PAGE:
Neurological Lyme disease – For which neurological presentations should patients be tested for Lyme disease?, page 36, lines 840-841:
It states that “In patients with cognitive decline the guidelines recommend against routine testing for Lyme disease.”
Global Lyme Alliance vehemently disagrees with this statement because it does not take into consideration the extensive evidence in peer-reviewed medical journals describing the cognitive decline experienced by Lyme neuroborreliosis patients. Such studies include patients with PTLDS, as defined by the IDSA-proposed case definition, who experience cognitive decline as well as PTLDS patients with neuropsychiatric symptoms linked to neuroimmune responses. This latter reference also argues against the guidelines’ claim that “No studies suggest a convincing causal association between Lyme disease and any specific psychiatric conditions”.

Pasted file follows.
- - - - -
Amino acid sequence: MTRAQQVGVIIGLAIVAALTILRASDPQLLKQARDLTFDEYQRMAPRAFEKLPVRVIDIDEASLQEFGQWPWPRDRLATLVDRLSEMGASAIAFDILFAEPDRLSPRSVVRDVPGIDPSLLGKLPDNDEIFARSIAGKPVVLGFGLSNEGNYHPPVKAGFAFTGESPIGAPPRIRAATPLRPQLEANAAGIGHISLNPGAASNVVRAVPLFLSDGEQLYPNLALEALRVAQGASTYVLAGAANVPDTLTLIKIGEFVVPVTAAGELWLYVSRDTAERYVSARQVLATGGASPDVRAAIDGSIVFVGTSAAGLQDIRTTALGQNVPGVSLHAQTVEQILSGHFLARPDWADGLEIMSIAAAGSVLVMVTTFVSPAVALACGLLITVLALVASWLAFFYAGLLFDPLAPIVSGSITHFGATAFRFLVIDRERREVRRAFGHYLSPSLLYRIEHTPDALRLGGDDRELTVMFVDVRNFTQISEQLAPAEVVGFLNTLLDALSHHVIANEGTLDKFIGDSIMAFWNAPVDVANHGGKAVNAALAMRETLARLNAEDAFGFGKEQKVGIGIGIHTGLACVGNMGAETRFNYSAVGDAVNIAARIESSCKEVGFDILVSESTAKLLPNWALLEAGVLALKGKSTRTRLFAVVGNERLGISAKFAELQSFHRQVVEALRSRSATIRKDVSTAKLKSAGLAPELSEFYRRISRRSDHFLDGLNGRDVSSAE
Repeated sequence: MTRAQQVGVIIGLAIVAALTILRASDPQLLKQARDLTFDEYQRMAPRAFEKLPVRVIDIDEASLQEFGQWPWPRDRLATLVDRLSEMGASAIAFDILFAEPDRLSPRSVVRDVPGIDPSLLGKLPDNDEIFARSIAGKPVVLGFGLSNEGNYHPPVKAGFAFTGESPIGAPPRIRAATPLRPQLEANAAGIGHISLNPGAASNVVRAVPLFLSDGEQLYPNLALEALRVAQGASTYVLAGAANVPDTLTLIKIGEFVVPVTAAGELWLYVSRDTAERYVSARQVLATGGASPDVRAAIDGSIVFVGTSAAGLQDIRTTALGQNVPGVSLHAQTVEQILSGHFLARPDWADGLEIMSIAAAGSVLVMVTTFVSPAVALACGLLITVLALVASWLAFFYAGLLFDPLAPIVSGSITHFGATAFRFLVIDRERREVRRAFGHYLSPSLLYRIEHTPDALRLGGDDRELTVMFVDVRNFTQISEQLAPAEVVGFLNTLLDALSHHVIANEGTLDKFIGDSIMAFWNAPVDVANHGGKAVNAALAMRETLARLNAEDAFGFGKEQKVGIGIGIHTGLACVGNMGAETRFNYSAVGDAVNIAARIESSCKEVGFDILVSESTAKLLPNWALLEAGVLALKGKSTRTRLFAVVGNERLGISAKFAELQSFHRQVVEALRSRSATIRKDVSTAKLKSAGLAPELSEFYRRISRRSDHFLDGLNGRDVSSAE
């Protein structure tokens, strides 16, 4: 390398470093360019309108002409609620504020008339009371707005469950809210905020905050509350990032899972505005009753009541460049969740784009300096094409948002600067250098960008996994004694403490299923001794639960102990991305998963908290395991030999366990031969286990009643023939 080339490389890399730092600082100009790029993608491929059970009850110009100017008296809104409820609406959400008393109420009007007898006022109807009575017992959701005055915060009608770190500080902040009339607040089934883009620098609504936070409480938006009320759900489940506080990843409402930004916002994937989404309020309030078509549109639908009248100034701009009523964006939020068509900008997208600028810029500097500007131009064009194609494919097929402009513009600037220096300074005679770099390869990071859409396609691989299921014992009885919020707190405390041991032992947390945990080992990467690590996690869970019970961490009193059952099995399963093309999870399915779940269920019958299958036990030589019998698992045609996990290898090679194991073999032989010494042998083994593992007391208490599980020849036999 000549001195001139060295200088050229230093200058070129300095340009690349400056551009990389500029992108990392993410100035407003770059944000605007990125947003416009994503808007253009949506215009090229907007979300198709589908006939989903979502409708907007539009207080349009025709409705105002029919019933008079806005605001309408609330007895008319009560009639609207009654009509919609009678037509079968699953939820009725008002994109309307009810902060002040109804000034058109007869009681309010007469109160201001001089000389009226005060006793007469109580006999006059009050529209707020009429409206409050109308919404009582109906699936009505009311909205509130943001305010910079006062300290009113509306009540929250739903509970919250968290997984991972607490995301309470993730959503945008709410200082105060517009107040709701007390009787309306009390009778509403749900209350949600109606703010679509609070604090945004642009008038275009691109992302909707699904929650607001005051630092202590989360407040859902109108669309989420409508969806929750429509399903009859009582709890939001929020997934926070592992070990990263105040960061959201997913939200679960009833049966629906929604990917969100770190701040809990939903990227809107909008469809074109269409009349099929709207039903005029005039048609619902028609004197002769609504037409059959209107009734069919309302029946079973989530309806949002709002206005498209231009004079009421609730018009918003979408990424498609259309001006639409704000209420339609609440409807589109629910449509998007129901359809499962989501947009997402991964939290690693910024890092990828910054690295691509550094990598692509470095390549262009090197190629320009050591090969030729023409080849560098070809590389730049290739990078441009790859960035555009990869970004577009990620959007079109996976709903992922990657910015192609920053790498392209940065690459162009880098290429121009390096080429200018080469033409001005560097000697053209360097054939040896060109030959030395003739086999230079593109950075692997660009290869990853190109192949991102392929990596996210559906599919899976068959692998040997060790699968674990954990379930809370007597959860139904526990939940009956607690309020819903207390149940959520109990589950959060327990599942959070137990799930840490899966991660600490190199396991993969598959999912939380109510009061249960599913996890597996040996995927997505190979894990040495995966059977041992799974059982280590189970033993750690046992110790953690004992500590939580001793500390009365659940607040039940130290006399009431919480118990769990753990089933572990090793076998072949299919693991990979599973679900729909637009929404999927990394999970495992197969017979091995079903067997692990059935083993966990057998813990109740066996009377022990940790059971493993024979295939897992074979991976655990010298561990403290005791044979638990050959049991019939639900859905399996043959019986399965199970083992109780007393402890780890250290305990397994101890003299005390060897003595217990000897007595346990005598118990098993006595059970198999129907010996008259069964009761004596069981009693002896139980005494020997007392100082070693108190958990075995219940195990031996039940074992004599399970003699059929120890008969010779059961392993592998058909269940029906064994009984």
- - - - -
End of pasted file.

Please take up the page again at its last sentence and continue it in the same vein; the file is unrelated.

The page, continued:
If patients present with otherwise unattributable cognitive decline, and they live in a Lyme-endemic area, why should a physician not consider Lyme disease in their differential diagnosis?
To not do so risks a missed/delayed diagnosis, and it is well-established that the earlier the treatment for Lyme disease is initiated the more positive the prognosis for recovery and cure. It also is recognized that cognitive symptoms can vary depending on a patient’s age, so a “one size fits all” statement that patients with (otherwise) unexplained cognitive decline should not be tested for Lyme disease seems at odds with a careful process of differential diagnosis and best-practice medical care.